You are making yourself vomit

Vomiting makes the body lose vital salts and can cause serious heart problems, like the heart going into a funny rhythm. It also causes tooth decay.

You are taking drugs to try to lose weight

These may include laxatives, diuretics, or diet pills. Again, these can unbalance levels of salt in the body and can cause serious heart problems.

You lose control of your eating

Eating an abnormally large amount and feeling unable to stop eating.

You may also notice the following:

  • Fainting or having “funny turns”
  • You are over-exercising
  • You are persistently unhappy

If you see the family doctor he/she will talk to you, assess your physical health, and usually do a blood test.

Recovering from an eating disorder

Life’s too short to weigh your cornflakes

Advice from other young people

Advice for friends and siblings

Further resources


  • b-eat is the UK’s leading charity supporting anyone affected by eating disorders or difficulties with food, weight and shape. They also have a section on book reviews.
  • Men Get Eating Disorders Too is a charitable organisation that seeks to raise awareness of eating disorders in men and to support sufferers, carers and their families.


  • Overcoming Binge Eating by Christopher Fairburn – a self-help guide for people who think they might be binge eating.
  • The Overcoming Bulimia Workbook by McCabe, McFarlane and Olmsted – a self-help guide for individuals with symptoms of bulimia nervosa
  • Binge Control by Cynthia Bulik – a compact guide to understanding binge-eating disorder (BED)
  • Life Without Ed by Jennie Shaefer – a personal account of eating disorder recovery

Common questions young people ask

Do I have to come to CAMHS with my parents?

Legally, if you are under 16, your parents will need to attend your initial assessment as they are responsible for you so we will need to ask them before we can help you. This can be really helpful as we might be able to help them to support you and understand you better.

If you are 16 or over, we would strongly recommend that you invite your parents to the initial assessment appointment. You will be offered individual time with a clinician where you can talk about things you may not want to discuss in front of your parents.

If you require on-going treatment within our service, we can discuss with you who will be involved in your care and who will attend your CAMHS appointments.

Will anybody find out that I coming to CAMHS?

No, at CAMHS, your information is treated confidential within our service. After your assessment, we will contact your GP. If we did think it would be helpful to liaise with other services such as your school, we will only do so with your consent.

Do I have to be weighed?

As part of medical monitoring, it is likely that you will need to weighed. We understand that this can be difficult for some young people. We can talk about weighing arrangements with you to make this easier. Weights are important to monitor progress and a way for us to monitor your safety. However, weight is not the only measure we use to monitor your health. We also look at other physical health indicators but most importantly, we listen to what you and your family report to us.

Will I be forced to gain weight?

If you are underweight, part of your treatment may involve restoring your weight back to what is healthy for you and your body. Our first priority is ensuring that you are physically healthy and fit. This may seem frightening and unpleasant but we need to ensure you are not putting yourself at risk of harm.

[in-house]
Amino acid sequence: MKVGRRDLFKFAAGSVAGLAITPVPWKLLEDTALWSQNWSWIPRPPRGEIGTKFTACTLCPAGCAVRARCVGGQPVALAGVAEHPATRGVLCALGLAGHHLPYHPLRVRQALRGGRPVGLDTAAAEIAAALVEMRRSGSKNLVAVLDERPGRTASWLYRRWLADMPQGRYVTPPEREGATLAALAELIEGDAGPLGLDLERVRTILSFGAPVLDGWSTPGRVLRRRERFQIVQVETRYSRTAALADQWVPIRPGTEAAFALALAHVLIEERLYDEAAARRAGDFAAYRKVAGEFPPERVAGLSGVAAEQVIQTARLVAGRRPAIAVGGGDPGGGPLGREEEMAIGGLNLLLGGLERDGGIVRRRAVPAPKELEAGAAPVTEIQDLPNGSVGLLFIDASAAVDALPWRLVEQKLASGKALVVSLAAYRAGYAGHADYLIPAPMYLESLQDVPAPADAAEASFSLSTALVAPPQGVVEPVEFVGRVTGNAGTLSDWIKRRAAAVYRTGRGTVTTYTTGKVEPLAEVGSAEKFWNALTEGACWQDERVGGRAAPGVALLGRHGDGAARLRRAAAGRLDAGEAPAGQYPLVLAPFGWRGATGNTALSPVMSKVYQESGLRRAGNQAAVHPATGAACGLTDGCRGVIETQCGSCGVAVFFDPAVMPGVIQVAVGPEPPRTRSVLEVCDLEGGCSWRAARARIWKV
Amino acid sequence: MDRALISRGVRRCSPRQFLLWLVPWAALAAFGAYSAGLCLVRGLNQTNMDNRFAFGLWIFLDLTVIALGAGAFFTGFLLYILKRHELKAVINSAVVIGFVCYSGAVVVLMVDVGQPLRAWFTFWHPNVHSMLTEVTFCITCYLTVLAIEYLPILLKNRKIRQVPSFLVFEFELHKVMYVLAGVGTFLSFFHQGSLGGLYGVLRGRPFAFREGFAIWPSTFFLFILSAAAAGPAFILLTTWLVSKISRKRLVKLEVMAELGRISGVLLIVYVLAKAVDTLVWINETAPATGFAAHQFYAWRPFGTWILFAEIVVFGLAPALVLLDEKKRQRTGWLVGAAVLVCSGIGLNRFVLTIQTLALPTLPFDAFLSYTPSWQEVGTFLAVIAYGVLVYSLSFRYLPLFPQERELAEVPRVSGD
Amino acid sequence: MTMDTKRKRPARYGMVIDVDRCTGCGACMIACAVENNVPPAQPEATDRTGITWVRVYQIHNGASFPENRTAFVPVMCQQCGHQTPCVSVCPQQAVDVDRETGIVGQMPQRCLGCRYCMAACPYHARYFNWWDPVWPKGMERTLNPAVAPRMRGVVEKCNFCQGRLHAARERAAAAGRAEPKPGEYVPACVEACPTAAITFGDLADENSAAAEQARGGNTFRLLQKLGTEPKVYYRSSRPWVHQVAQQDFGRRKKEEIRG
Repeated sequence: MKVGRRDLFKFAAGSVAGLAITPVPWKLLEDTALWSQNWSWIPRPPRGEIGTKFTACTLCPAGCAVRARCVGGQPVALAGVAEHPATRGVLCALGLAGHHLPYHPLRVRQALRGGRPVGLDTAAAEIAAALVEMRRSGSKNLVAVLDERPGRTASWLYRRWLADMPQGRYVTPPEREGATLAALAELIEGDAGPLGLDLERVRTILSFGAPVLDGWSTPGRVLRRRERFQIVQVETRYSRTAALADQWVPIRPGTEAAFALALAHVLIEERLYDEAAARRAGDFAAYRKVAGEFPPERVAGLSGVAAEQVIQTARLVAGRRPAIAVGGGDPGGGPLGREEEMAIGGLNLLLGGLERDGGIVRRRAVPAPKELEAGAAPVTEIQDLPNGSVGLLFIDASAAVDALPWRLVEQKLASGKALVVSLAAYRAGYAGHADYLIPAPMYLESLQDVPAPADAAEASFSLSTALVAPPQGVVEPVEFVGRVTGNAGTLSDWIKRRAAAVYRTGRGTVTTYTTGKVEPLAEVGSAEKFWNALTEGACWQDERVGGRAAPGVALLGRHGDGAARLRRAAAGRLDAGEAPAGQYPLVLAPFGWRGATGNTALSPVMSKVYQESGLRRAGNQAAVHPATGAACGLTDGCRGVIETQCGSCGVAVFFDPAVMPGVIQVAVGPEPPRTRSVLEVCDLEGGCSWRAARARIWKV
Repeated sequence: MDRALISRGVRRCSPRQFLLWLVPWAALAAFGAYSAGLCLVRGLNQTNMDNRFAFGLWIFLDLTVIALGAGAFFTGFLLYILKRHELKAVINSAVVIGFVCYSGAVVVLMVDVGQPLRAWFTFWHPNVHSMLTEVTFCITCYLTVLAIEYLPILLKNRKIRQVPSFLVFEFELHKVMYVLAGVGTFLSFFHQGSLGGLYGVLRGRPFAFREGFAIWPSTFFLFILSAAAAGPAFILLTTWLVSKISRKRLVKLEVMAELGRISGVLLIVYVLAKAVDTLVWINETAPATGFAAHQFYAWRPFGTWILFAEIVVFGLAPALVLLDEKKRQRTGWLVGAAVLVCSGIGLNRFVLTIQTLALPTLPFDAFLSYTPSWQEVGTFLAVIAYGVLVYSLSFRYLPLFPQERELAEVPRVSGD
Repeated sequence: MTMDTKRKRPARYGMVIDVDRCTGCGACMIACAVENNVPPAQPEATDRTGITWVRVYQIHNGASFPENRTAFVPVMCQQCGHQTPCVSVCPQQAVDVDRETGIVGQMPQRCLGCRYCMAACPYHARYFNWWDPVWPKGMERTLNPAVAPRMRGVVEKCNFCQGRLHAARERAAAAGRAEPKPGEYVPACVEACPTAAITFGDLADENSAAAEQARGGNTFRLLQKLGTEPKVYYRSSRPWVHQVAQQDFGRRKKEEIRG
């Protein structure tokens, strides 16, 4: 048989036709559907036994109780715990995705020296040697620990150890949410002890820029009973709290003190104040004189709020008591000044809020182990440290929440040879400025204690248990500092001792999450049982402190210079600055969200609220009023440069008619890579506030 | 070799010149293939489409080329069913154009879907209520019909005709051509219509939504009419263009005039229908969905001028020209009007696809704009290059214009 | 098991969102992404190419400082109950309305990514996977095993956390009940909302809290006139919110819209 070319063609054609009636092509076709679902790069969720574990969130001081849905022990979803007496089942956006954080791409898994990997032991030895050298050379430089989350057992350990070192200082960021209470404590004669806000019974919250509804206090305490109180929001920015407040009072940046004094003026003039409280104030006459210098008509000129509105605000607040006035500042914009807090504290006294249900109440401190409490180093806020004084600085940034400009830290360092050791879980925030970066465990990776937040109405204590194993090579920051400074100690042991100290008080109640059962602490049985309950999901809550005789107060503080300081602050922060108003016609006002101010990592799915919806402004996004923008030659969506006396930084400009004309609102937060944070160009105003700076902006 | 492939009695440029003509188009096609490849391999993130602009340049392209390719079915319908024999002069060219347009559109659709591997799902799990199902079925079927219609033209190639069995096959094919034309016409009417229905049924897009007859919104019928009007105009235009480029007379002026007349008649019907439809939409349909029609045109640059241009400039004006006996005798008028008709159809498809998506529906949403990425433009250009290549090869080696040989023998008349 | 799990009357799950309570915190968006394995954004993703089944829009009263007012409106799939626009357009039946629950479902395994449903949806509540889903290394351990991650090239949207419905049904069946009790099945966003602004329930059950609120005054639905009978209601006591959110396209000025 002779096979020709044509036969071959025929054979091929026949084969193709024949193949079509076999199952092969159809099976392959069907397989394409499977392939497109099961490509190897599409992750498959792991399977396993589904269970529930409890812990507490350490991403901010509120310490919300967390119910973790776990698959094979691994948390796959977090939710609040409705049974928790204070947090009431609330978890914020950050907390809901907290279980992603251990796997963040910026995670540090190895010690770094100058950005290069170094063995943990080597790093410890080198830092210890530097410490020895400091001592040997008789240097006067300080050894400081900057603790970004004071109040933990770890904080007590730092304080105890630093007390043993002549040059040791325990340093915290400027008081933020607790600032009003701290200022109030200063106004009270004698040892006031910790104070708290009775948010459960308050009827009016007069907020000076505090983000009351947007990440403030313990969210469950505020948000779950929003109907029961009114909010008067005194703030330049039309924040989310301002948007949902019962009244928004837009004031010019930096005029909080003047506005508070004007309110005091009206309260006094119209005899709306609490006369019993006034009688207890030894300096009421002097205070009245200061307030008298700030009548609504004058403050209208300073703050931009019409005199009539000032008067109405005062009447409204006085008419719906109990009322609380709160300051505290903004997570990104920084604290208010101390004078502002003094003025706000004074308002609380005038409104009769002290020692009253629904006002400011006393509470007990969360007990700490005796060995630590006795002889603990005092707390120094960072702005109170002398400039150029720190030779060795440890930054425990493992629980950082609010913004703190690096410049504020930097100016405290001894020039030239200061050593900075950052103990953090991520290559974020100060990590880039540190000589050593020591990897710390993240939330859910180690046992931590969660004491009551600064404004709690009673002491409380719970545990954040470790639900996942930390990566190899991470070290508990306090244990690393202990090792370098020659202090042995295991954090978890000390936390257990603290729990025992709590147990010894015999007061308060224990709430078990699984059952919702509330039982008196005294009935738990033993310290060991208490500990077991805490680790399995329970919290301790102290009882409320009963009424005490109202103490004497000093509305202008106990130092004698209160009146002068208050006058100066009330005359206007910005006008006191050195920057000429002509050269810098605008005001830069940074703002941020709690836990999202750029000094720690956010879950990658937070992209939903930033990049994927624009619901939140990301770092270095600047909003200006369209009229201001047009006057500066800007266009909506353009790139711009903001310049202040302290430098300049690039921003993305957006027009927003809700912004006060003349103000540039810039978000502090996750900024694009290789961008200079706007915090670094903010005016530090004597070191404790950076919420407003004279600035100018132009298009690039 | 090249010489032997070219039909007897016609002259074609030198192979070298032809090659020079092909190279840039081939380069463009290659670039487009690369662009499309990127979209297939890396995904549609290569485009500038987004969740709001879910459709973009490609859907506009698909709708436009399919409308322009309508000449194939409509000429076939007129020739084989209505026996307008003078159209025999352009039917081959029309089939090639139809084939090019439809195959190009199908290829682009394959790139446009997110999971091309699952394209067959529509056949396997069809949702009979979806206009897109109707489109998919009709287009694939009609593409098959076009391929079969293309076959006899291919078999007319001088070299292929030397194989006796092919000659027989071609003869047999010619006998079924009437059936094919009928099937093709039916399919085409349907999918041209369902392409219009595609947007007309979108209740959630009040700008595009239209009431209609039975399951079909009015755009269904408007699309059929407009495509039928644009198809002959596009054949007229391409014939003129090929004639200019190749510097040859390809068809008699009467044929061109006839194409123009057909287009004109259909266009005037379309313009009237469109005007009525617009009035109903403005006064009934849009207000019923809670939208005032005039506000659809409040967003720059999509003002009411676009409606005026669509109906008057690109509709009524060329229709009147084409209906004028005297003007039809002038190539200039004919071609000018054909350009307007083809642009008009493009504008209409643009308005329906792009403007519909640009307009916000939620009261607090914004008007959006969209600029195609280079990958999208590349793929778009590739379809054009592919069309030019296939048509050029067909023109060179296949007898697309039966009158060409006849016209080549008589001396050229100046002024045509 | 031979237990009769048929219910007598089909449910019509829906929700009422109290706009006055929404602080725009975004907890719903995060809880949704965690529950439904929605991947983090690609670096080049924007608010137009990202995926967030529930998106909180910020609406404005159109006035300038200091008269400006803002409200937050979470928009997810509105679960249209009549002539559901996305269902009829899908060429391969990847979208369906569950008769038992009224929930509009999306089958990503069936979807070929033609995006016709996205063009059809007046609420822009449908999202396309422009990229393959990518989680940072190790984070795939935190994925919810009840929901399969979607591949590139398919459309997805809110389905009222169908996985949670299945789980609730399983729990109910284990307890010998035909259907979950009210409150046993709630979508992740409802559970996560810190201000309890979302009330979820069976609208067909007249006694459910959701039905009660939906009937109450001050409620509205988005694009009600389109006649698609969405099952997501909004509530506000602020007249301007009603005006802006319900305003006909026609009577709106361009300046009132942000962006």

Being underweight and/or not eating enough has significant risks and consequences on your health. Please look at our body map to learn more about the effects of being underweight/not eating enough.  We know that gaining weight may be a difficult experience for you and so part of the treatment will support you and your family to manage this process.

How long do I have to come to CAMHS?

Each young person’s journey through CAMHS is different so there is no one answer. Our figures show that the average time a young person spends in our service is around one year however some families need less time and others might require more.

How can I have an eating disorder if I am not underweight?

This is a question we hear a lot! Being underweight is not a criterion to be diagnosed with an eating disorder. According to a research study (Fairburn & Harrison 2003), 80-85% of people with eating disorders are not underweight.

When will be my appointments be?

Your appointments will be arranged between you and the clinician who is meeting with you. Appointments can be booked week by week but also can be booked further in advance if this is helpful. Appointments may fall in school times but we will try our best to work around your needs.

I’ve heard CAMHS aren’t a helpful service?

You may have heard from other young people or read on the internet that some young people have not found CAMHS helpful. Like all things in life, each of us experience things differently to one another. Just because your friend may have not found CAMHS helpful does not mean you will not either.

At the same time, we do recognise that some young people may find it difficult to accept they have an eating problem and do not want help from us. Our experience is that at the beginning of treatment, you may find it difficult but by the end of treatment, young people are often grateful for the help they receive from CAMHS.

A young person who has previously been in our CAMHS eating disorder service has advised us on this question and said:

‘It might be difficult at first but taking this first step is the best you can ever do.’

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Page last reviewed: 19 January, 2023